FOR IMMEDIATE RELEASE:
February 15, 2013
Douglas County Federation of Teachers files lawsuit over
rehiring of laid-off teachers and termination of sick leave bank
Castle Rock, Colo.—Douglas County Federation of Teachers filed a lawsuit today claiming that the school district illegally refused to consider teachers for job openings after their positions had been eliminated, and another suit asking the district to reimburse teachers for sick leave days they donated to a sick leave bank that was terminated unilaterally by the school district.
The two lawsuits, filed in Douglas County District Court, were bundled into one filing.
“This is about treating teachers fairly and professionally and acting within the law. The school district is set on demonizing teachers, disregarding the importance of experience, and ‘nickel and diming’ them instead of focusing on our children succeeding in the classroom,” said DCFT President Brenda Smith.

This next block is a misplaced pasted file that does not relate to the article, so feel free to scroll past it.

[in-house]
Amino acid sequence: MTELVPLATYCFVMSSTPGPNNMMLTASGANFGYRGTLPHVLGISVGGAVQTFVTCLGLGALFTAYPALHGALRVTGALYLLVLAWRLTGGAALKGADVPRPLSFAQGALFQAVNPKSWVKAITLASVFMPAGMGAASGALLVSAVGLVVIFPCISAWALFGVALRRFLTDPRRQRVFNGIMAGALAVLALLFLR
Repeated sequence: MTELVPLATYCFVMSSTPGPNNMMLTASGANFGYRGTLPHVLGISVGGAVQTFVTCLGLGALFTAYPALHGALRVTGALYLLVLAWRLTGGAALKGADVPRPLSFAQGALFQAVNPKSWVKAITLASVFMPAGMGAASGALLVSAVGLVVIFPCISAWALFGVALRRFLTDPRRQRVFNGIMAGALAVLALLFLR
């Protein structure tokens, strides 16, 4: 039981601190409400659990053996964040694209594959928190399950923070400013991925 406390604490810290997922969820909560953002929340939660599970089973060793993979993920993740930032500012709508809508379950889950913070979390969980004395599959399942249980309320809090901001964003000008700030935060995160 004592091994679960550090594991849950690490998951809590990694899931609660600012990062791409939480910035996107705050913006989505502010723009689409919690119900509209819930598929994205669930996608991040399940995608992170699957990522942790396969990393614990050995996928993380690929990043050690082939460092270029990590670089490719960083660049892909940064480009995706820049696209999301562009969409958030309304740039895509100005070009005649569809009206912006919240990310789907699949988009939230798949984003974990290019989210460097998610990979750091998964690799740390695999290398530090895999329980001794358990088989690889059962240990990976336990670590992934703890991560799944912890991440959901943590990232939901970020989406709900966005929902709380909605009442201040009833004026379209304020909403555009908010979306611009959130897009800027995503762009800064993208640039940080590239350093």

“The teachers who were downsized out of a job are veteran teachers with 60 plus years of teaching experience between them. When teaching positions opened up, the district passed them over,” DCFT President Brenda Smith said. “Not only does this violate state law, it hurts our kids in the classroom. Experience matters in teaching, just as it does in medicine, engineering and other professions.”
For decades, Douglas County teachers donated one sick day a year to a sick leave bank to be used in case of long-term illnesses after they exhausted their own sick leave days. When the Douglas County School Board terminated the sick bank in July 2012, there were roughly 10,000 days remaining in the bank.
Sarah Staebell, a teacher at Northeast Elementary in Parker, has used up her sick leave days for extensive cancer treatments and now no longer has a bank to pull from. The willing donation by teachers of their sick days was intended for use by people like Sarah. Now, she not only faces health related hardship, but massive financial hardship as well.
“You can see the real human impact of decisions the District makes when you look at people like Sarah,” said Smith.
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